For the first few years Isaacs Building regularly advertised shops suitable for a hairdresser, milliner, chemist or sweet shop. The assembly hall, originally known as Stanton Hall, became regular home to the Sheffield Ethical Society, while other meeting rooms were known as the Central Rooms.

In 1911, the ILP rooms were taken over by Sheffield Trades Hall, a business that survived until 1930. It was regularly targeted by the police, believing that illegal drinking and gambling were taking place inside, and making several prosecutions.

It appears that Isaacs Wallpaper on Charles Street wasn’t the success it intended to be. Its proximity to St Paul’s Parade might have been the reason, and in 1908 the shop was closed, the business transferred to another new shop at 17 King Street… advertisements using the tagline “Waiting to be Hung.” In the shop’s place, Isaacs opened an auction mart “open to receive goods of every description.” By 1910, the shop at The Wicker had also closed.

In 1930, it was announced that Sheffield Trades Hall Ltd had gone into liquidation, a development that cost David Isaacs dearly. The following year he was declared bankrupt, the freeholds of Isaacs Building, approximately 346 yards long, being offered at auction. The properties were sold in lots – Nos. 2, 4, 6, 8 Upper Charles Street (No.6 being Sheffield Trades Hall), and Nos.35,37, 39 and 41 Cambridge Street – all fetching £8,350.

For the next 88 years the property, no longer referred to as Isaacs Building, was occupied by numerous businesses. In time, the old assembly hall was converted into a nightclub, its various incarnations being Faces, Raffles, Charlie Parkers and Freedom, and for a time part of the old basement being used as Charles Street Underground, a faithful reproduction of a London Underground station.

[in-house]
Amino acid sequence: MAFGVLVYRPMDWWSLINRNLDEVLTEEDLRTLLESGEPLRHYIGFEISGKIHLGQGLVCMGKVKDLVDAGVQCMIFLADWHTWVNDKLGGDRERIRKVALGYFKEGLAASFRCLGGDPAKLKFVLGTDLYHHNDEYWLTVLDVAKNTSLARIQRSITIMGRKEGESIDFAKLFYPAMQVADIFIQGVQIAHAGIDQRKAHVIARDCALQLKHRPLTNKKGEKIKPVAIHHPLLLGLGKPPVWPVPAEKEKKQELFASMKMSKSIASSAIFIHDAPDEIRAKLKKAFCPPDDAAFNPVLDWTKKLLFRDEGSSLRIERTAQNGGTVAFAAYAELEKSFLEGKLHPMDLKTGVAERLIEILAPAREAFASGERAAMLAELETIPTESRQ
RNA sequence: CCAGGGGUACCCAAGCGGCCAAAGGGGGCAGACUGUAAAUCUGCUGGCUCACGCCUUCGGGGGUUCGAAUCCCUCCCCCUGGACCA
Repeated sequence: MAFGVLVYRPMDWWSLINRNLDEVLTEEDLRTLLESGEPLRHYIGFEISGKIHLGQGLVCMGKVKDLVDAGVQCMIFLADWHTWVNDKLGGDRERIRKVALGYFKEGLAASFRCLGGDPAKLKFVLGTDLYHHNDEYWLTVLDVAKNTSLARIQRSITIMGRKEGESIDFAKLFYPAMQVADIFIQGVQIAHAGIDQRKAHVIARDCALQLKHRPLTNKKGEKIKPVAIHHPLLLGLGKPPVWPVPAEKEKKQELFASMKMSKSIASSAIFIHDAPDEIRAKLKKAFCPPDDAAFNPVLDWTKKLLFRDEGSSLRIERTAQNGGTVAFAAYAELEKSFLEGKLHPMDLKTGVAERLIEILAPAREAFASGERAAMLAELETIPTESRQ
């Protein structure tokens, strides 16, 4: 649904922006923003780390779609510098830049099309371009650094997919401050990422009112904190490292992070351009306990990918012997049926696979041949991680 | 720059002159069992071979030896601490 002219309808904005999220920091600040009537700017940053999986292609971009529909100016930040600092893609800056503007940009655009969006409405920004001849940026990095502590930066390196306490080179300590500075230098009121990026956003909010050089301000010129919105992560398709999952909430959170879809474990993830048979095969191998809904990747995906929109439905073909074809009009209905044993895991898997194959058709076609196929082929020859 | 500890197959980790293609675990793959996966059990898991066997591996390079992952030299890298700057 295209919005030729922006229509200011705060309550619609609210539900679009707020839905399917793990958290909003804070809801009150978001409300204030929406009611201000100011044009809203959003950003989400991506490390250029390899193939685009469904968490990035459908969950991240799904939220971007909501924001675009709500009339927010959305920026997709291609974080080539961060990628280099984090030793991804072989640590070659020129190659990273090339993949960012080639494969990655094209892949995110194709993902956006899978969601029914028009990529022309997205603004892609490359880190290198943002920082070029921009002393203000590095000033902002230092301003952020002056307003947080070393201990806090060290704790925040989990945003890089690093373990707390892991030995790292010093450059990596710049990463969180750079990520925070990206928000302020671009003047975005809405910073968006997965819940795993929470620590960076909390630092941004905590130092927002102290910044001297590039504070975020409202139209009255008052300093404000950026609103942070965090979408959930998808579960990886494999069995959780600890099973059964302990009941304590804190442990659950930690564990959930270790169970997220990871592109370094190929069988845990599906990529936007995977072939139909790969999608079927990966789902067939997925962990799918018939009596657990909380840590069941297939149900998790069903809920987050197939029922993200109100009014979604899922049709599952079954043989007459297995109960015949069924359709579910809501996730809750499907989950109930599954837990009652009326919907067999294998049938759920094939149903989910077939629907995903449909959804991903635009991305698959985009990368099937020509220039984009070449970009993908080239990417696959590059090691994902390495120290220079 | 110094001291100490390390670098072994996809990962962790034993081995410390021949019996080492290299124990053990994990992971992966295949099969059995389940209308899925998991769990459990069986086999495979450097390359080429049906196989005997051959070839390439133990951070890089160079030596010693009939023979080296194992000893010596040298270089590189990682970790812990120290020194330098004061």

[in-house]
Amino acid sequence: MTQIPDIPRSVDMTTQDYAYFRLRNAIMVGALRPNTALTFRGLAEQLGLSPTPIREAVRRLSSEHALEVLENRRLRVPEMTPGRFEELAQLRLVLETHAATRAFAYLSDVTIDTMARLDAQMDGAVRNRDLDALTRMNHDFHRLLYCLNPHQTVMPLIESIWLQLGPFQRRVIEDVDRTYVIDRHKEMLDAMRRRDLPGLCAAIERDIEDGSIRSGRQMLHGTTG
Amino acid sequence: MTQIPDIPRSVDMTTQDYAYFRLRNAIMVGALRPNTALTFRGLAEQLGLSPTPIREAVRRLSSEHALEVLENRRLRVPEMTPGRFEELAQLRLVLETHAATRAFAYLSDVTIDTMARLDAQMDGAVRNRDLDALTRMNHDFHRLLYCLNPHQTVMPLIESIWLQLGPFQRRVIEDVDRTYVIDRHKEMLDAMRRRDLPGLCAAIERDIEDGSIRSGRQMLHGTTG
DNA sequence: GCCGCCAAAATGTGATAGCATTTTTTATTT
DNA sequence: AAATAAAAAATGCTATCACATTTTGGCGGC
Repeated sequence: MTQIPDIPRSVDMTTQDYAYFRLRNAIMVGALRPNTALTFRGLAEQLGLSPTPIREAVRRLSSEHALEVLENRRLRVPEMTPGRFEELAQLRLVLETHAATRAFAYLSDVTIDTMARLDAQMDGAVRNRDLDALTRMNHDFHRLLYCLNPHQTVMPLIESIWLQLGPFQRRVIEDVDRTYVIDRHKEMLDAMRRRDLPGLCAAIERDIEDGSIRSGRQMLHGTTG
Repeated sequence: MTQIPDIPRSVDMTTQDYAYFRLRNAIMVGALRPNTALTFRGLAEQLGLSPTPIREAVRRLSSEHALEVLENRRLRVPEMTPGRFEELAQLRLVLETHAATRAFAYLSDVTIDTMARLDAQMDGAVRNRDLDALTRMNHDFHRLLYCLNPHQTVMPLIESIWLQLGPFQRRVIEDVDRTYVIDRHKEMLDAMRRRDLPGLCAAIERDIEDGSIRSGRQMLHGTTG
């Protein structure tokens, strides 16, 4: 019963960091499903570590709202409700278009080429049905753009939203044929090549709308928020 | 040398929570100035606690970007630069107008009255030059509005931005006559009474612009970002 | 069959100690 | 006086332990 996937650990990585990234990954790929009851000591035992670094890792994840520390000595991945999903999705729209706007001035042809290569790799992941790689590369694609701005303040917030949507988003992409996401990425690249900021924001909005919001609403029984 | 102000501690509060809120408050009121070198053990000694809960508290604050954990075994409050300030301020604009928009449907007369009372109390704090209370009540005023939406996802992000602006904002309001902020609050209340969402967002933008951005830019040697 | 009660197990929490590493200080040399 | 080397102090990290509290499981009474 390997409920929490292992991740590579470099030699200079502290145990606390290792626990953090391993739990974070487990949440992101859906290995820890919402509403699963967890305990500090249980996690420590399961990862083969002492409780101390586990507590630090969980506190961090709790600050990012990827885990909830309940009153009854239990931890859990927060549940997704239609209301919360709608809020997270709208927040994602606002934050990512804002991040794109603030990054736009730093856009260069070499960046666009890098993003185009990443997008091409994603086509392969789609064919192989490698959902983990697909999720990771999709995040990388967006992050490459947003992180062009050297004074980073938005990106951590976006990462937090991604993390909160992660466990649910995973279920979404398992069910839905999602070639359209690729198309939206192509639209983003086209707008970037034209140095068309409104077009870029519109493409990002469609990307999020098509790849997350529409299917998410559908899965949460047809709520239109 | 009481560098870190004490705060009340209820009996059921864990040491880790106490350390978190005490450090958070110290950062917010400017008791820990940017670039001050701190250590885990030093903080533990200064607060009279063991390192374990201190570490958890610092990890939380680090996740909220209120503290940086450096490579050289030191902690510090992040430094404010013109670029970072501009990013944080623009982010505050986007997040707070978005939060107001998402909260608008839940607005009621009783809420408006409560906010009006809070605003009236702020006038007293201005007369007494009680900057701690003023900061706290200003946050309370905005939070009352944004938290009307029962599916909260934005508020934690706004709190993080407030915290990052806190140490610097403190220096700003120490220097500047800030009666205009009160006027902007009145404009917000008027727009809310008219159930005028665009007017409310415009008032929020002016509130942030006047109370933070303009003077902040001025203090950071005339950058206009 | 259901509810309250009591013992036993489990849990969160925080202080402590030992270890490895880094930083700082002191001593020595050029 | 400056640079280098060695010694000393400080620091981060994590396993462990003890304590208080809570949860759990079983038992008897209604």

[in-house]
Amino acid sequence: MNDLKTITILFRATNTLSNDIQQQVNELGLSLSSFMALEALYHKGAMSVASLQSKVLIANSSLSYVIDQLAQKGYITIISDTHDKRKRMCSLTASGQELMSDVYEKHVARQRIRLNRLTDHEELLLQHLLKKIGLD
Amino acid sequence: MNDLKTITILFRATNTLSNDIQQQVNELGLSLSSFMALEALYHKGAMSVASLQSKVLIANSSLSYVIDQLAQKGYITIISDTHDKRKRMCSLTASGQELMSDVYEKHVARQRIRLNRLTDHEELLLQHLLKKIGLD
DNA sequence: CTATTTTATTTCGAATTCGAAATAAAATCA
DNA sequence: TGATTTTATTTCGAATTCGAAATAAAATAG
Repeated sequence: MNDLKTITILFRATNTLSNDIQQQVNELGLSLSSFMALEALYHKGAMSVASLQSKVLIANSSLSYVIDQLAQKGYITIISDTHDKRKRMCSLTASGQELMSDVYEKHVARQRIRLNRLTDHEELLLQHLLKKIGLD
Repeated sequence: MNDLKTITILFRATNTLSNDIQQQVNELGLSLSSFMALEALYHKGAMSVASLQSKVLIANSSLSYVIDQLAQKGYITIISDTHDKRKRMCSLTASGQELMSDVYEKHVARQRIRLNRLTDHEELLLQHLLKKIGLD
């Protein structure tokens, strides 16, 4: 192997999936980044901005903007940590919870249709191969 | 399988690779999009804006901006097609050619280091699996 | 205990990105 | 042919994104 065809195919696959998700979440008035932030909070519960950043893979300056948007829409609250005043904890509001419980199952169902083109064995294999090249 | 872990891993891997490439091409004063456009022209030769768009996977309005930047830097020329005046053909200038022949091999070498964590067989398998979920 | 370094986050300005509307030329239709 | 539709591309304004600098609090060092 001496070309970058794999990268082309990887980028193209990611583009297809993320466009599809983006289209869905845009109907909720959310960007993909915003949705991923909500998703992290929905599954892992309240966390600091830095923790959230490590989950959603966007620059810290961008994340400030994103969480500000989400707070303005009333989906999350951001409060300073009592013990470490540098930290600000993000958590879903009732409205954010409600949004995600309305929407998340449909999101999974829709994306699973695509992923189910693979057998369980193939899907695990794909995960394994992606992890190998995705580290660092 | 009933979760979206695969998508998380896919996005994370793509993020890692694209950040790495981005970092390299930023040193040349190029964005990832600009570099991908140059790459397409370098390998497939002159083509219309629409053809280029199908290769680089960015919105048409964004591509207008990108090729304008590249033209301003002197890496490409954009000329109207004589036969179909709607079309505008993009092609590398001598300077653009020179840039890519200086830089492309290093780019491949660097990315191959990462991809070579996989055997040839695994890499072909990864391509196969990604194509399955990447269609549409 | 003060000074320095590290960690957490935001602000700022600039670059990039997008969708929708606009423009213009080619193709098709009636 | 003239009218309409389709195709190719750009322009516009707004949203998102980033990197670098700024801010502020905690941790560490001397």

As I write, the building still stands, long boarded-up and the only evidence of recent occupancy being a chicken takeaway where Isaacs Wallpaper shop once stood. But not for much longer, with demolition scheduled in the next few weeks.

Categories
Buildings

St Paul’s 4

I’m sure a few people will remember the demolition of the Empire Theatre, on Charles Street, back in 1959.

The grand old theatre was replaced by shops and offices, bridging the gap between Union Street and Pinstone Street, the most beloved tenant being Sugg Sport that closed in 2000.

They say that today’s buildings are tomorrow’s history.

This will be the case if Manchester-based developer CTP eventually gets the go-ahead for St. Paul’s 4, a 10-storey office block, planned in place of this 1960s building.

The £35million scheme was proposed in June last year, when CTP wanted half of the building pre-let before launching the project. A pre-let – signing a tenant while a building is still on the drawing board – would then trigger a bank or financial institution.

Initial talks had taken place with Sheffield City Council, thought to be supportive of the development, and CTP stated that “demand for the project was so high that they were happy to forge ahead.”

A pre-planning application had been expected last autumn, but has yet to materialise.

The optimism for St. Paul’s 4 was based on Sheffield’s office take-up reaching a ten year high in 2017, when prime office space availability fell to its lowest level on record.

However, the update from CTP is perhaps less optimistic.

With several new office blocks completed in the city centre, the developer has now downgraded its status to “serious tenant enquiries.”

CTP has an excellent track record in Sheffield, being responsible for St. Paul’s 1,2 and 3, as well as the Mercure Hotel, Cheesegrater car-park and St. Paul’s Tower.

It promises that St. Paul’s 4 would “respect the heritage” of historic buildings in the area, and complement an adjacent 32-storey tower block, proposed for the site of Midcity House, at the junction of Furnival Gate, Pinstone Street and Union Street.

CTP has a ‘quasi joint venture’ with Schroders, an asset management company, that owns the land and building on the site.

If St. Paul’s 4 gets off the ground, then it will be one of the most significant changes to Pinstone Street in modern times.